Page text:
IP Goes Pop!—Techno-Humanism: The IP of Integrating People and Technology

Welcome to the synthesized world of “Techno-Humanism,” the latest episode from IP Goes Pop!®, where the promises and legal challenges of an augmented future are decoded through the lens of pop culture. Join Co-hosts, Shareholders and Intellectual Property attorneys Michael Snyder and Joseph Gushue as they navigate the interface of IP and transformative technologies that can augment human capabilities, both in science fiction and emerging reality.

In a world where people are entwined with technology, where the integration of machine and human is swiftly becoming more than just a sci-fi trope, our hosts illuminate the potential for technology-enhanced life, scaled creativity, and augmented intelligence.

They draw upon well-known figures such as DC Comics’ Cyborg and Marvel’s Winter Soldier to frame the dialogue, highlighting how these characters provide a dramatic, albeit fictionalized, commentary on the human condition amplified by advanced technology.

As Michael and Joe explore the Borg from Star Trek, a formidable collective that erases individuality in favor of uniformity, they pull back the veil on how creative constraints and imagination resulted in one of the most iconic sci-fi representations of techno-humanism. This conversation segues into a look at the genesis of cyberspace as envisioned by William Gibson in Neuromancer and in the “ahead of its time” film adaptation Johnny Mnemonic, starring Keanu Reeves.

The hosts unravel the complexities around the patenting of bioengineered life forms, examining what distinguishes bioengineered entities like synthetic insulin from unpatentable naturally occurring elements. This exploration extends to the groundbreaking technology of Neurolink chips, currently safeguarded by patents, which hold the promise of revolutionary medical treatments and cognitive enhancements.

The episode then explores the rapidly evolving questions of inventorship in an era where human augmentation might become a source of creativity or innovation. The ripples of this technological integration touch on the principles outlined in the Patent Act and Copyright Act, sparking a debate on the intersections between legal protocols for artificial intelligence and looming human technology augmentation.

As Joe anticipates the normalization of AR and VR technologies with the introduction of Apple Vision Pro, the podcast underscores the significance for pioneers to bravely adopt—and adapt to—these emerging innovations. Simultaneously, the episode ponders the legal frameworks that have yet to fully grapple with such advancements.

If you’re interested in intellectual property, bioethical dilemmas, the future of technology, or just love a good legal quandary set against a backdrop of pop culture, this episode is tailored for you. So, put on your thinking caps, open a window in your Apple Vision Pro, or turn on your Neuralink Chips and tune in to the IP Goes Pop!® podcast. Available for free wherever you find your other podcasts!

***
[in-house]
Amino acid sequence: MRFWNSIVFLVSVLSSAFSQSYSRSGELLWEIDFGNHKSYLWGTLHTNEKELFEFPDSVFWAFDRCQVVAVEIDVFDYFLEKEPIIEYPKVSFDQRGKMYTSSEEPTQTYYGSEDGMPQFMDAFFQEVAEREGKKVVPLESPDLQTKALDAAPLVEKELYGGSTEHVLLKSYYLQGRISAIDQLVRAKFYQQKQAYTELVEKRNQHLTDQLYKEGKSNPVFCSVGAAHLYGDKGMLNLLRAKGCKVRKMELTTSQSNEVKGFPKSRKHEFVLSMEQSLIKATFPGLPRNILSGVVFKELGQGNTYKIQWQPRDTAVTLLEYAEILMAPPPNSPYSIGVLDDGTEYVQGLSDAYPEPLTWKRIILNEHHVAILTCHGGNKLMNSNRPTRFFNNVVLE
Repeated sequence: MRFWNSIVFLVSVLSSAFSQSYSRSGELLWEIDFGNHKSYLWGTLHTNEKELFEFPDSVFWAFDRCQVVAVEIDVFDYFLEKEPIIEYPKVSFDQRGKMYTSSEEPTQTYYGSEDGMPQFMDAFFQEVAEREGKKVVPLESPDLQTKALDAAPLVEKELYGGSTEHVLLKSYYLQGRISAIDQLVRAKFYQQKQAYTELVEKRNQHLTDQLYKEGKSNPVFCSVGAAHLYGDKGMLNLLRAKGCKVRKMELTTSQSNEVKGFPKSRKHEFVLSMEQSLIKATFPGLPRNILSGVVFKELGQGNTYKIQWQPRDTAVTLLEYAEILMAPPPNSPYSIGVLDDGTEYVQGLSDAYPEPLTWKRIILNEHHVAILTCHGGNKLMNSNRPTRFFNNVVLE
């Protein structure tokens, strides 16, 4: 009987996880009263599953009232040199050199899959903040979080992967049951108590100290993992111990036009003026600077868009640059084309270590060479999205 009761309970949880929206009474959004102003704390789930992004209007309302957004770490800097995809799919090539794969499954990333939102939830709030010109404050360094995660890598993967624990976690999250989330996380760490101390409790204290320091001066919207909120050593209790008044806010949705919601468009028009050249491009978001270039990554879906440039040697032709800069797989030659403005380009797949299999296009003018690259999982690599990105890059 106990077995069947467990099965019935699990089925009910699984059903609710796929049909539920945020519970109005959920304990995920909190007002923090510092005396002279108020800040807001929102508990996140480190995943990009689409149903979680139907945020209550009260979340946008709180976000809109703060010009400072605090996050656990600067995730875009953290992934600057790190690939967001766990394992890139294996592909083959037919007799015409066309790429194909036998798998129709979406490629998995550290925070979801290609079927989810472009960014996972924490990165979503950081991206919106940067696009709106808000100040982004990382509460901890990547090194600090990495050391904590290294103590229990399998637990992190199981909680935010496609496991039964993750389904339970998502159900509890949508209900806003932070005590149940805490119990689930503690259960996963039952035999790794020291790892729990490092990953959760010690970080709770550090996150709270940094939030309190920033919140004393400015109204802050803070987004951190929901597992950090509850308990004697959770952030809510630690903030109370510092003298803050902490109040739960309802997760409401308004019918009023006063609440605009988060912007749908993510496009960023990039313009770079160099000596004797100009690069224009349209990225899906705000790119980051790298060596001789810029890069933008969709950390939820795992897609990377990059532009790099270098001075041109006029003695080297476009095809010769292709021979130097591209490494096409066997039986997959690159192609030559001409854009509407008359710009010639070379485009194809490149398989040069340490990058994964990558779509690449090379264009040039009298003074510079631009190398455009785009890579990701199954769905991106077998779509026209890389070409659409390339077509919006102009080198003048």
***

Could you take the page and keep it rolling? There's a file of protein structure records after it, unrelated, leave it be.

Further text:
01:19 Defining Techno-Humanism

02:36 Exploring human-machine combination in comic book characters

06:58 Star Trek and The Borg Collective

  • The origin story of the Borg

09:29 Influence of William Gibson on Science Fiction

  • Neuromancer, 1984 novel (part of the Sprawl Series)
  • Johnny Mnemonic (1995) with Keanu Reeves
    • Information Transportation
    • How patent law might apply
  • “Cyberspace” term and conception invention
  • Relationship of Science Fiction and Science
  • Gridlinked, Neal Asher

15:12 Blade Runner (1982)

20:04 Augmenting Human Bodies with Technology and Patenting Life Forms

29:34 Final Thoughts – Resistance is Futile

  • Timeline of the technology
  • Apple Vision Pro
    • Shift to “spatial computing”
  • Possibility for disability therapies driven by these technologies
  • “The Pioneers” of Tomorrow


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One comment so far. Add my comment.

  • [Avatar for Anon]
    February 28, 2024 09:19 am

    Human-involved does NOT satisfy ‘the prong’ of actually having a human satisfy the definition of BEING the inventor.

    The supposed ‘originalist view is NOT so (the speaker does not go back to the Lockean roots).

    The notion of “two brains” is a FAIL, as one of those two are expressly excluded (see DABUS).

    His wanting to be the first to make that argument – ok, but that arguments still fails.

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